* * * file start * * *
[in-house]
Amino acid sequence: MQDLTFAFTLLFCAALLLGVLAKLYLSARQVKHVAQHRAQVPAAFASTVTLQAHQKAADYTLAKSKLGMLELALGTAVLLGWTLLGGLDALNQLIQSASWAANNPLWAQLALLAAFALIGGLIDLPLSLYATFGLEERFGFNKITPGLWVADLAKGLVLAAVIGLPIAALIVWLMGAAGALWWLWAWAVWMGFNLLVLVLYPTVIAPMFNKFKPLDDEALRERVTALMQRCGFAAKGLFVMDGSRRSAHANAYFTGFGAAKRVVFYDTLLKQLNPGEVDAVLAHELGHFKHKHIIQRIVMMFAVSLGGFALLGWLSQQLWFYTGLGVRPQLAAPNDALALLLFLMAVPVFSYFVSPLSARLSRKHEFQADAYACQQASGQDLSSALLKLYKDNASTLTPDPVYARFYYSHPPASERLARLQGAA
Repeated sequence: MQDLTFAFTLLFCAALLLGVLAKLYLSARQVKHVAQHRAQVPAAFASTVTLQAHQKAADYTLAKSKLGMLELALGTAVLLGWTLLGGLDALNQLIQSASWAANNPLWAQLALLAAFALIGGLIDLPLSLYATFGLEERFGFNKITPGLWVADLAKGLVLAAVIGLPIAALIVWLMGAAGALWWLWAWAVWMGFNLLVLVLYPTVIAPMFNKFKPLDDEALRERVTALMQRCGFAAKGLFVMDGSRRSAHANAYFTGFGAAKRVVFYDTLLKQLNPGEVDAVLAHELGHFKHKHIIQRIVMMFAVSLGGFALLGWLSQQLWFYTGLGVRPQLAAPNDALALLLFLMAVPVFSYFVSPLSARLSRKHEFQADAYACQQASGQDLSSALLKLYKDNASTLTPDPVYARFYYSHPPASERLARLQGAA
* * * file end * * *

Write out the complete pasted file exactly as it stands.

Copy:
[in-house]
Amino acid sequence: MQDLTFAFTLLFCAALLLGVLAKLYLSARQVKHVAQHRAQVPAAFASTVTLQAHQKAADYTLAKSKLGMLELALGTAVLLGWTLLGGLDALNQLIQSASWAANNPLWAQLALLAAFALIGGLIDLPLSLYATFGLEERFGFNKITPGLWVADLAKGLVLAAVIGLPIAALIVWLMGAAGALWWLWAWAVWMGFNLLVLVLYPTVIAPMFNKFKPLDDEALRERVTALMQRCGFAAKGLFVMDGSRRSAHANAYFTGFGAAKRVVFYDTLLKQLNPGEVDAVLAHELGHFKHKHIIQRIVMMFAVSLGGFALLGWLSQQLWFYTGLGVRPQLAAPNDALALLLFLMAVPVFSYFVSPLSARLSRKHEFQADAYACQQASGQDLSSALLKLYKDNASTLTPDPVYARFYYSHPPASERLARLQGAA
Repeated sequence: MQDLTFAFTLLFCAALLLGVLAKLYLSARQVKHVAQHRAQVPAAFASTVTLQAHQKAADYTLAKSKLGMLELALGTAVLLGWTLLGGLDALNQLIQSASWAANNPLWAQLALLAAFALIGGLIDLPLSLYATFGLEERFGFNKITPGLWVADLAKGLVLAAVIGLPIAALIVWLMGAAGALWWLWAWAVWMGFNLLVLVLYPTVIAPMFNKFKPLDDEALRERVTALMQRCGFAAKGLFVMDGSRRSAHANAYFTGFGAAKRVVFYDTLLKQLNPGEVDAVLAHELGHFKHKHIIQRIVMMFAVSLGGFALLGWLSQQLWFYTGLGVRPQLAAPNDALALLLFLMAVPVFSYFVSPLSARLSRKHEFQADAYACQQASGQDLSSALLKLYKDNASTLTPDPVYARFYYSHPPASERLARLQGAA